Let's talk about Schur functions: a nice basis for the ring of symmetric functions. Recall that a Young tableau with shape , is a Young diagaram with shape where each box is filled in with some number.
Definitions: A weak composition of is a set of numbers such that , for and . A Young tableau with content and shape is a Young diagram of shape whose boxes are filled in with .
As an example, let be a weak composition of and be a partition of . To construct the (only) Young tableau with content and shape we first draw the Young diagram of shape and then we fill in the boxes with the number coming from in such a way that the rows are weakly increasing and the columns are strictly increasing. The only tableau that works is the following:
Definitions: For each partition we can associate what is called a Schur function. The Schur function of is given by: where is a weak composition of .
As an example, let us find . In particular, we will first only look at weak compositions of which are contained in the set: Since all of our tableau must have shape: In fact, we end up having the following tableau for each of the following weak partitions above:
This implies that we have the following (in order) for the Schur function:
Notice that if we continue with all possible weak compositions then we would have a symmetric function. For example, we would have and by using the weak compositions and respectively.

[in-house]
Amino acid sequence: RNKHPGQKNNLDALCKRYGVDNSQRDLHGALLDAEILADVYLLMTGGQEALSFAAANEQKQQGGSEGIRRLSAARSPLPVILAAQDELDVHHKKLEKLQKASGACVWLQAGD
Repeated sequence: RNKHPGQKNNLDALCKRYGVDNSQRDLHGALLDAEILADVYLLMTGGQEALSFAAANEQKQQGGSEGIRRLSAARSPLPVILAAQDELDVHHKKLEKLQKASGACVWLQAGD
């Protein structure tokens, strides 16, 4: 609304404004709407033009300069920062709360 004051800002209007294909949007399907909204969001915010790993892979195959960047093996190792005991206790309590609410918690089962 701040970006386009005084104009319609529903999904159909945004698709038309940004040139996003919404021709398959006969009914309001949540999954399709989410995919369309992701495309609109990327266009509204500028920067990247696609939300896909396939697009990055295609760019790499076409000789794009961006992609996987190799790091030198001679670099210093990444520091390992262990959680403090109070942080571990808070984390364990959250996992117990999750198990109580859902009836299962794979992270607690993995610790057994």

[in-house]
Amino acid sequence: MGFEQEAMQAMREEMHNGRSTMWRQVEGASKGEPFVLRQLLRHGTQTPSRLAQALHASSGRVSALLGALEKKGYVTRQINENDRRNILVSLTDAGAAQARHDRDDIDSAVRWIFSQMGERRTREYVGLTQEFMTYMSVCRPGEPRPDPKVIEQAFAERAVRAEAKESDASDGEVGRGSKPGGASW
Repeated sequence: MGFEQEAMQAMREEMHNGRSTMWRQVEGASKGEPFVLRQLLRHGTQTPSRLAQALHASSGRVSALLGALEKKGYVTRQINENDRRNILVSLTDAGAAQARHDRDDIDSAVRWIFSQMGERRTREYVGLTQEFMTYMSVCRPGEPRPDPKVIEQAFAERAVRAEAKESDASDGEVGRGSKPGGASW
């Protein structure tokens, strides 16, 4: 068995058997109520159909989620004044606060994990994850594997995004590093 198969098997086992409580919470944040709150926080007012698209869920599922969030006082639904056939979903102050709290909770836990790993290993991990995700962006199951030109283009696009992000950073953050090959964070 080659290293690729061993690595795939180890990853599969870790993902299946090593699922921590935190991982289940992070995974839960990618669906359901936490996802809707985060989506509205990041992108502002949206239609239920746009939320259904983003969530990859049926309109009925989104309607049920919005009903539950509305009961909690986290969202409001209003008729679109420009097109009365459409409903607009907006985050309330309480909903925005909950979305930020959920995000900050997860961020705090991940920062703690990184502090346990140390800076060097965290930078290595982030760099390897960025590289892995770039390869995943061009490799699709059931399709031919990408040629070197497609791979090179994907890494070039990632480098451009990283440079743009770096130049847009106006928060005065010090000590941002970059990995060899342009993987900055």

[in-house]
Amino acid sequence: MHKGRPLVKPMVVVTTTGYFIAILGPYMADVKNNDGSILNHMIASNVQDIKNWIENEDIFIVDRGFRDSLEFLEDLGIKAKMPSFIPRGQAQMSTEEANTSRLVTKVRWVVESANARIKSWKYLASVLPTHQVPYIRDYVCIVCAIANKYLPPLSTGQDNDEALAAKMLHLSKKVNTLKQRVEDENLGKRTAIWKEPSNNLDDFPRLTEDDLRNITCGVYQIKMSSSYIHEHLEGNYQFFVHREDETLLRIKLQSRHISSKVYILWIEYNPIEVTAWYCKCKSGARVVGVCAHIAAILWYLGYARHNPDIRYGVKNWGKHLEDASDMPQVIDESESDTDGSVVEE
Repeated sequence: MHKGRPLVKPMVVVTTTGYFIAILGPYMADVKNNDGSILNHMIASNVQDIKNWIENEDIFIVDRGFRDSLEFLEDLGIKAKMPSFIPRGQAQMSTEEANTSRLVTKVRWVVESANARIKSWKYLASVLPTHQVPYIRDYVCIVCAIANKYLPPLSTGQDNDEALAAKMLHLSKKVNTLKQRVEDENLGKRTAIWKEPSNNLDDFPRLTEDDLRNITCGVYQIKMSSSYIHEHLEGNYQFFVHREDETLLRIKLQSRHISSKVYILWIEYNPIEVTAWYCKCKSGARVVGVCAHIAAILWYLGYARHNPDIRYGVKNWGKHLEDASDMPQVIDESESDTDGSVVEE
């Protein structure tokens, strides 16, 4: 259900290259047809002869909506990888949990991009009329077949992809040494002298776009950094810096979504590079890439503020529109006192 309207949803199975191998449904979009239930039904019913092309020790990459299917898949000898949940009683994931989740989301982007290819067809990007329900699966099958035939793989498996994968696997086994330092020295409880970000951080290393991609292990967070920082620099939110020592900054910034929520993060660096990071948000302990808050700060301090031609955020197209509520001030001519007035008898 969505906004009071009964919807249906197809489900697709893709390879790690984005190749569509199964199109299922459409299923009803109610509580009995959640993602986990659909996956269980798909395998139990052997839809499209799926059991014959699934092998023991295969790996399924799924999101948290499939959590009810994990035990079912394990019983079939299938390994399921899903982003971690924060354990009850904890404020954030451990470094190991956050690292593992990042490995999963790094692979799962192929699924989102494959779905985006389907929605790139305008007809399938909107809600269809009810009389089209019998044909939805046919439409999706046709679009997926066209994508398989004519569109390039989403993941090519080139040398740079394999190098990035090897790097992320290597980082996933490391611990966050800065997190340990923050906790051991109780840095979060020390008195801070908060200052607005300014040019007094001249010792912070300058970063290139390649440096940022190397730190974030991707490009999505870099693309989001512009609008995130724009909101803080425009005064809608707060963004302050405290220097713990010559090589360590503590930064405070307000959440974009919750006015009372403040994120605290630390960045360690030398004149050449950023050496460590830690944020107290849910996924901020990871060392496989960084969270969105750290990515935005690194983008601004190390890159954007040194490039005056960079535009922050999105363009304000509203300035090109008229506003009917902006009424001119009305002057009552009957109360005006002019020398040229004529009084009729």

Notice that the coefficients of the monomials are given by the Kostka numbers.
Relationship with other bases
The first relationship we will look at is with complete homogeneous symmetric functions . We call this identity the Jacobi-Trudi identity: where and whenever .
This is best seen in an example. Let . Then since there are entries in and we construct the matrix as defined by above:
Next we take the determinant of this matrix.
The key thing to notice here is that our partition appears on the diagonal and then we just add each time we go to the right and subtract each time we go to the left.
There are two other relationships with other bases that we will discuss next. In particular, we will look at what happens when we multiple a Schur function with either a complete homogeneous symmetric function or a elementary symmetric function. These two rules are known as the Pieri rules. Before we define the following two sets for ease of notation: Here, horizontal strip means that each column in the Young diagram has at most one block and similarly vertical strip means that each row in the Young diagram has at most one block.
Then our two Pieri rules are:
Let's look at an example for the Pieri rules. Suppose that and . Recall that the Young diagram for is the following:
We first look at . Since we want to find all such that:
- is contained in (),
- we only add new blocks (), and
- no column as more than one new block added ( is a horizontal strip)
This gives us exactly four different possible Young diagrams (the green boxes are the new boxes): By the Pieri rule we have: